Contributions from the PHENIX community are crucial for this project to succeed. You are most welcome to get involved. Materials that you consider to be relevant to the mission of the site can be sent for consideration to the members of the Data and Analysis Preservation task force.
If you are willing to contribute directly by developing the actual content this will be even more valuable and greatly appreciated. For this, you will need to have basic knowledge of the Web platform used on this site. This assumes that you are familiar with the following:
For optimal productivity, you should install the Jekyll web site generator on your laptop or workstation which will allow you to test drive the updated site e.g. after you make a few edits, before commit your changes to the repository. Expert users can leverage the following components of the platform:
Please take a look at the repository to get an idea of the general organization of the data, layouts and supporing logic. The idea is to shape the code and content in a way that is easy to navigate and modify. The following sections explain how this is achieved. Development of this site involves the following aspects:
Entries in the navigation bar on top are named in a manner similar to the names of the folders in this project, for example the “Resources” entry in the navigation bar is a dropdown menu with the content defined in a number of files the “_resources” folder etc. These folders are treated as “collections” by the Jekyll framework and they should be declared in the main configuration file _config.yml.
The structure of the navigation bar and the content of the dropdown menus are described in a dedicated YAML file _data/menus.yml. The “name” attribute in each submenu section needs to match the respective attribute in the “Front Matter” of the file with the content of the respective page to be properly linked.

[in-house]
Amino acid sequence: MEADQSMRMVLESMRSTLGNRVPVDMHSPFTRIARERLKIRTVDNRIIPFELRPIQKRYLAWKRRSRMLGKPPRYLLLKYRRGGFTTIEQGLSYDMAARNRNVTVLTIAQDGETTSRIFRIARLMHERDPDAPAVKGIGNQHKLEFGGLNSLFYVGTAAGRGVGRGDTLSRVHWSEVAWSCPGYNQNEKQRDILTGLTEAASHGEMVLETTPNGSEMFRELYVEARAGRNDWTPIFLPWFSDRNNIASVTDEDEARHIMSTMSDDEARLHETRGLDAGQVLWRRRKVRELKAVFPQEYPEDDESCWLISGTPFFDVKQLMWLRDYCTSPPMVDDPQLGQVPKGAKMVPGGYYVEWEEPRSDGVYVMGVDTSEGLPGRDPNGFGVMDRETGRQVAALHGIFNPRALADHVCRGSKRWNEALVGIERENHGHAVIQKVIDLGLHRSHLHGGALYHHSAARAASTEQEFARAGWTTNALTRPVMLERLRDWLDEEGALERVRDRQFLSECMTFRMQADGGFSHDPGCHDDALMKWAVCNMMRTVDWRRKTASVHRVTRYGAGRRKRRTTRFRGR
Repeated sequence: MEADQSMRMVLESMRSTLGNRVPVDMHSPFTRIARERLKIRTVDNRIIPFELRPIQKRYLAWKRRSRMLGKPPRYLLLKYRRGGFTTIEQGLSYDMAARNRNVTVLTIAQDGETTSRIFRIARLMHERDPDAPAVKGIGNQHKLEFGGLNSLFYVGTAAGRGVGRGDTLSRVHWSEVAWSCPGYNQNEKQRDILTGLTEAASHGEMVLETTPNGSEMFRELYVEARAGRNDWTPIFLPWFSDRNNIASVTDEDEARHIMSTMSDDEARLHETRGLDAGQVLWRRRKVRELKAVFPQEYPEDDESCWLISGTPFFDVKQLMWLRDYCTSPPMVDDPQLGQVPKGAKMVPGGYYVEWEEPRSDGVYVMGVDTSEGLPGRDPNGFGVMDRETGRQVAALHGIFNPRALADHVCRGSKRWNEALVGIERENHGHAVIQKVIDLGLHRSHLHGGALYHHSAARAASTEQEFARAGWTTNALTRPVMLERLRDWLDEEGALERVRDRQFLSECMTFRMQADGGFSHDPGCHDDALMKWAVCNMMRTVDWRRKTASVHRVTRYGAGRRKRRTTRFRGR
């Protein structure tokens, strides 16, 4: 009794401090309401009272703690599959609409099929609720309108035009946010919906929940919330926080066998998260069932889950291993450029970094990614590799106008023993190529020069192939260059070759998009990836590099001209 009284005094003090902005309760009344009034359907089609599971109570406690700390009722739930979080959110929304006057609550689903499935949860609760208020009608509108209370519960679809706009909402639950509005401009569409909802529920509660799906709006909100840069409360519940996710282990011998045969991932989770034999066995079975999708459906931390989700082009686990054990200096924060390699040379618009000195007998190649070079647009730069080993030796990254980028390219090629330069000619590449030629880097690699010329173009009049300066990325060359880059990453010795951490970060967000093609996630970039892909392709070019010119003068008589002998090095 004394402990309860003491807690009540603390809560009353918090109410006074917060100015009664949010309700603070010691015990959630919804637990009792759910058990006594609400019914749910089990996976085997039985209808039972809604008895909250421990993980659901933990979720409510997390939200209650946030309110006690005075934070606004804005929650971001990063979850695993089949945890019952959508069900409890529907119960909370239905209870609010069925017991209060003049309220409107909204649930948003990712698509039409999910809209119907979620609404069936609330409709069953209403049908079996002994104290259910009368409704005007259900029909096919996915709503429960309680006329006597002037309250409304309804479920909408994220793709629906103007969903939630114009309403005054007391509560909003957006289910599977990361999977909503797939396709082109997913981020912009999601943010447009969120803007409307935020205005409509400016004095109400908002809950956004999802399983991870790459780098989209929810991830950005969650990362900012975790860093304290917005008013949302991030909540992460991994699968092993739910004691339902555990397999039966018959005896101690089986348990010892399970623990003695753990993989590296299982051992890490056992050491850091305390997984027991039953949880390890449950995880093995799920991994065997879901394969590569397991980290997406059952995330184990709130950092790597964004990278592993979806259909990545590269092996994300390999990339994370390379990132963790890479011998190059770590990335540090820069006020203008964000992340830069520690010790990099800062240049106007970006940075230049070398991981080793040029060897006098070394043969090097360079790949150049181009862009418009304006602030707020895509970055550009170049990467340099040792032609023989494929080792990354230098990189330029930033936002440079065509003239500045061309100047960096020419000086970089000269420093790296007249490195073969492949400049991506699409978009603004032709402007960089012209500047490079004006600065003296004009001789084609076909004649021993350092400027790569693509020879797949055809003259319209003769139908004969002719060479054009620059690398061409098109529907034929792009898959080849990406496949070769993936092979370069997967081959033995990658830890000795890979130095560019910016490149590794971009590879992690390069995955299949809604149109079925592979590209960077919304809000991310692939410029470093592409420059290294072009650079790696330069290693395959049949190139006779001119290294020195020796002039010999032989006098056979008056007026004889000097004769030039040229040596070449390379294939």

Jekyll is flexible when it comes to storing and manipulating structured data. The data component of the site can reside in the “front matter” section of the Markdown-formatted files or in separate YAML (or JSON, CSV etc) data sources. The front matter approach works well for small sites. For scalability, it is recommended to rely mostly on dedicated data files (i.e. files in the “_data” folder) and keep the content of the front matter sections of individual MD files to a minimum.
The Liquid template language features a variety of filters that can be applied to the data stored in YAML and other data sources as well as in the front matter blocks of pages, and decent (not perfect) support for collections, iterators and flow control constructs.
Information assets on this site (e.g. imaged, PDF files etc) are stored in the aptly named “assets” folder and its subsiduaries. This convention should be kept going forward.
We aim to provide a uniform look and feel across the site. To that end, whenever possible the head (title) of each page is formatted by using the standard include layouts/title.md - please look a the code for examples of its use. It’s renders the page title from the front matter sections.
Headers of sections within a page are currently formatted in Markdown as “header level 3” i.e. prepended with four hash characters like in ”### My section header”. Take a look at the header (Formatting) of this section to get an idea of how it’s rendered.
To productively participate in the development of this site one needs to learn the Jekyll framework and perform its installation on a development machine. This way any modification can be validated immediately since the locally running development server provided by Jekyll will render the site on the local host. Basic knolwede of the Liquid template language and in particular the “filters” that are part of it is extremely helpful.
At the time of writing, this color is used for navigation widgets and icons: